Wired Productions have been bringing forth stellar, unconventional titles to the gaming space, such as 2016 Super Dungeon Bros and last year’s Vostok Inc, which was a personal favorite game last year. Now, this year, Wired Productions bringing Grip, a futuristic combat racing game greatly inspired by the PlayStation Classic, Roll Cage to PAX East.
Grip is a vehicular action and racing game coming to PlayStation 4, Nintendo Switch Xbox One and PC. As a fan of sci-fi and anything futuristic, I decided to check out Grip first thing. I wasn’t too familiar with the game, other than that it was a fast racing game that opted for powerful ground vehicles, as opposed to flying spaceships. I began the game, and the demo greatly surprised me.
The world of Grip is set in the future of space exploration and colonization. In Grip, a massive, illegal racing operation is underway, taking place across multiple planets and locations. Lawmakers, law-enforcement, and even the media have attempted to stop it, but the race is so profitable and wildly popular, they have been unable to do so.
In racing games, the design of your vehicles is part of the appeal, and Grip has a unique direction that also impacts the gameplay. In grip, the vehicles are wide, powerful, and have a low-center of gravity. The wheels are on the outside of the chassis, allowing for maximum traction over the terrain. In Grip, players can ride along the sides of canyon walls or flat ramps, which will give players an advantage, if used properly. Of course, there are weapons and the challenges of that particular course.
I had time for one race, which took place on a Martian-like planet. The terrain was jagged, edgy and unforgiving. The course conditions weren’t optimal either, as a dust storm swept through. However, this wasn’t going to stop my pursuit of first place. Shortly after the level loaded, I was off.
The first impression of Grip is its blistering speed! I was absolutely amazed at how fast, responsive, but also polished the game was, considering the extreme momentum and kinetic energy the game instantly produced. The vehicles were not made of feathers, however, as the speed was also in relation to the weight and size of the vehicle. As mentioned before, these are not flying spaceships, and as such, the sensation of flight or hovering was not present. Instead, the sensation of a massive armored tank, rumbling through at over 200mph, was the delightful feedback I sensed when playing.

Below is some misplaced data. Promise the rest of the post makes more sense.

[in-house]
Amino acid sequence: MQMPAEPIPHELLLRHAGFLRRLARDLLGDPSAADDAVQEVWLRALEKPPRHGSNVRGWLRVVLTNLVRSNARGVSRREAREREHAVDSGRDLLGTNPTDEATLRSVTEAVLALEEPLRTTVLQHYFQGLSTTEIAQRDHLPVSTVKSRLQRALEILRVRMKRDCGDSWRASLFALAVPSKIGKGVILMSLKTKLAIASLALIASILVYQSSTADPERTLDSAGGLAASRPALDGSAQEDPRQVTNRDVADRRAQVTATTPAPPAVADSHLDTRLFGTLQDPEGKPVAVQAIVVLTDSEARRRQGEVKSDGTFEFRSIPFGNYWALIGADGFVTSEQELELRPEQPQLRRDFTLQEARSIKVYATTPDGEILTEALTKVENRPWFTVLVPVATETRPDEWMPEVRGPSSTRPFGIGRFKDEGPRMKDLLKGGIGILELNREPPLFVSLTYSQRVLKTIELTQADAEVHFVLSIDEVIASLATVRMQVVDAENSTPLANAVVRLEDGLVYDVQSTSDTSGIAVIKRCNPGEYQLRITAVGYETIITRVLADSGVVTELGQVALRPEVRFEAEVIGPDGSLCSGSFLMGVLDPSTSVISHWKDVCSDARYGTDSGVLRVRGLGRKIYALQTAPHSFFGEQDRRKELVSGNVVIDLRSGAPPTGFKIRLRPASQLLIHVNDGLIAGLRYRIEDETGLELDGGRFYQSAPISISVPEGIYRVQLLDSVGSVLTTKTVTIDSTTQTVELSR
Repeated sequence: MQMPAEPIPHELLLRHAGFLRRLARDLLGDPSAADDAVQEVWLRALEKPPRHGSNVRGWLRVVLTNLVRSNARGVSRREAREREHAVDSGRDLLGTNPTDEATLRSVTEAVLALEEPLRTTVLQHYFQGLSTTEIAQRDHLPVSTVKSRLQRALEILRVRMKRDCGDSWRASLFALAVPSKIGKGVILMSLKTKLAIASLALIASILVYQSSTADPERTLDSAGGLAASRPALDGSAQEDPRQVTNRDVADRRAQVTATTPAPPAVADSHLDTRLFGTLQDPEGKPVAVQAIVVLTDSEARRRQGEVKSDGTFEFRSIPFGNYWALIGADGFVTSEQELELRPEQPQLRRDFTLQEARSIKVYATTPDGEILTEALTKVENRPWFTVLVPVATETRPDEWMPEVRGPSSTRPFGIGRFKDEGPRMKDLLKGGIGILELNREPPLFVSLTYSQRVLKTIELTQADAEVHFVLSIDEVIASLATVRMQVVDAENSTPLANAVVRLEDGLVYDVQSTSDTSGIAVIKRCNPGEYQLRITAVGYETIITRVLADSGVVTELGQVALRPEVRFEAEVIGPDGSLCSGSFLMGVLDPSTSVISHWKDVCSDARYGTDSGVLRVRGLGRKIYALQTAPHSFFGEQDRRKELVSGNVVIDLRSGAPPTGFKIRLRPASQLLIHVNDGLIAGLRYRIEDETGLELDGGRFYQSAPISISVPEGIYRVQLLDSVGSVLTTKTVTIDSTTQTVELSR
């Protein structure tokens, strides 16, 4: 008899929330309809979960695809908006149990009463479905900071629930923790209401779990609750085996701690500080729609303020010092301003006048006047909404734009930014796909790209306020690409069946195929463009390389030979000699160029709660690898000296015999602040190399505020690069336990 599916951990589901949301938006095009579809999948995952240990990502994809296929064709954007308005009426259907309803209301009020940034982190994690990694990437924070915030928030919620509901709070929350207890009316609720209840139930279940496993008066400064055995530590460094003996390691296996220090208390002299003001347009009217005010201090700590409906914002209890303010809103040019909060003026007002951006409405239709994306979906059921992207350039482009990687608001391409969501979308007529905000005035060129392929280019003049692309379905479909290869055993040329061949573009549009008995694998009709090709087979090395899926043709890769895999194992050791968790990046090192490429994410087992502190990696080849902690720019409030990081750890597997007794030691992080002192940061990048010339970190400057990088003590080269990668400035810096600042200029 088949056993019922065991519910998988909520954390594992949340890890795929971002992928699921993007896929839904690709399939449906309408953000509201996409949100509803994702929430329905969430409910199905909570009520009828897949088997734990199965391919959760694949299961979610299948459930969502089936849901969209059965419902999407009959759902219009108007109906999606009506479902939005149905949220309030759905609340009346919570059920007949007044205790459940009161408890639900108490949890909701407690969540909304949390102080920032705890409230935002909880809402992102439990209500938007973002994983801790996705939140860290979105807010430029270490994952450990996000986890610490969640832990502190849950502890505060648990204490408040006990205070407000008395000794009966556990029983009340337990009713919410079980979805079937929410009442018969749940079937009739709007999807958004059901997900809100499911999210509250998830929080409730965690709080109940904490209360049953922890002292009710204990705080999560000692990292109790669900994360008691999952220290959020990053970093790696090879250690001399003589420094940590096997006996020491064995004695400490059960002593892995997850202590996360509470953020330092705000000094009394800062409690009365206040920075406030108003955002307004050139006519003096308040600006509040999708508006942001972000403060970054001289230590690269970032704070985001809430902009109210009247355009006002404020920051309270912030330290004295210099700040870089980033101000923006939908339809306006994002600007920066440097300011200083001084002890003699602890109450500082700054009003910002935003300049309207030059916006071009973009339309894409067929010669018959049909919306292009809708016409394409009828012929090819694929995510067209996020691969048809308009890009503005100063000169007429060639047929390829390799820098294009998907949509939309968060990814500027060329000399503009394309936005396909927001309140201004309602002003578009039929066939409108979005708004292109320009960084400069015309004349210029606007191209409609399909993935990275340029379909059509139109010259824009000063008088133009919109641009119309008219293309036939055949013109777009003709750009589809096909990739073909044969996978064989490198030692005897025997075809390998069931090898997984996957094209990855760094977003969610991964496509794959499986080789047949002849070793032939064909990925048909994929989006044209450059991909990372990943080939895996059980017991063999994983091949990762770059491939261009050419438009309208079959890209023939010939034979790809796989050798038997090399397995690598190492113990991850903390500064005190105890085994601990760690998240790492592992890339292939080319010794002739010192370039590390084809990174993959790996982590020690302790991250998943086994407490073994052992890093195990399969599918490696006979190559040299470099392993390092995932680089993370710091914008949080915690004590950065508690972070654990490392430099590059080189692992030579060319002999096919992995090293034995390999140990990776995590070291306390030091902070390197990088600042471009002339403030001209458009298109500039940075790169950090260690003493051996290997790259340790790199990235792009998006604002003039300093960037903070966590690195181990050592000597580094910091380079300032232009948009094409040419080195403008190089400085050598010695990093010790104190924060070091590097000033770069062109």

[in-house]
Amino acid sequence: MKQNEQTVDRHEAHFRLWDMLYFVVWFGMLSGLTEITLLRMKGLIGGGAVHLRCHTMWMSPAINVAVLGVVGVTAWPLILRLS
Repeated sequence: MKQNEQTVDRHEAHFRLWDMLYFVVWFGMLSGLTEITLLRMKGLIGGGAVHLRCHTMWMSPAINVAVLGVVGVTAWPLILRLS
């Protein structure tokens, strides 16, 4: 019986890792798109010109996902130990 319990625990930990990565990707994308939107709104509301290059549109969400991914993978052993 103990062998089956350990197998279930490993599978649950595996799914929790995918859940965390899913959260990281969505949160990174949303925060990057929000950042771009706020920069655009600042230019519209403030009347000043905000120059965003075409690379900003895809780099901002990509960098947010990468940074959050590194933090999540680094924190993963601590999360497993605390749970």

The race was tough, and I quickly fell behind. We navigated through a mining facility, filled with congested corridors, maintenance bays, utility ramps, and dangerous mining equipment. Despite the strong sensation of speed, the game looked fantastic! I couldn’t help but try and take a moment to see the course around me. Every moment, we were headed to someplace different and unexpected. Once the weapons started flying, the race got even crazier.
Laser machine guns, rockets, bombs, turbo boosts, the arsenal was all here. Naturally, I didn’t look at the instructions, so there was a moment where I had no idea what I was doing. But soon, I figured out how to send my weapons down the exhaust of every opponent in front of me. Explosions and plasma fire erupted across the track. Some racers were scrapped while other survived.m
During my playthrough, I’d run into difficult A.I. Missiles were fired in my direction and their impact sent my vehicle up close. However, one of the unique aspects of the vehicles in Grip is the ability to keep driving, even when flipped over. If a vehicle is flipped upside down, players can keep driving. It is only when their armor is depleted or they stumble off-side that they will experience crushing defeat.
This brings me to one aspect that I found could use work. At one point, my vehicle was sent sky high. I landed on top of a pile of rocks and was unable to escape. Behind my vehicle was a massive boulder and in front was the perimeter of the race track. I lost my placing and consulted the control scheme. I was hopelessly stuck and struggled to get out. Fortunately, I found a “reset position” button, which allows players to teleport to the race course, should they encounter trouble. I teleported back to the race course but was dead last.
Determined not to give up, I raced as hard and as fast as I could. Turbo boosts propelled me through the entire course, blowing past rivals. It’s in this moment of feverish racing that I really got the sense of the thrill that only Grip could provide. I used weapons, rammed vehicles and downright played dirty to get to first place. Alas, I placed in a respectable 5th place. With that, my demo concluded.
Following my demo, I got to speak to a representative at Wired Productions about Grip. Grip is actually a spiritual successor to a classic future racer called Roll Cage. Released on the PS1, Roll Cage was known for being an innovative racer, with its unique vehicle designs, incredible courses, and thumping soundtrack that included the hottest beats in 90’s EDM. The team that made Roll Cage, and are making Grip, belong to a team of developers that formerly worked at the legendary UK-based studio, Psygnosis. The studio created generation-defining titles such as Destruction Derby, G-Police, and The Colony Wars Trilogy.
Despite my unexpected error in Grip, the rest of the experience is looking to absolutely fantastic! The presentation and feel of the game bears weight and power, while the well-realized world and frantic chaos of the combat makes this a racing game for all racing fans, especially for those craving something different.
Grip is slated for release in 2018 for the PS4, Xbox One, steam.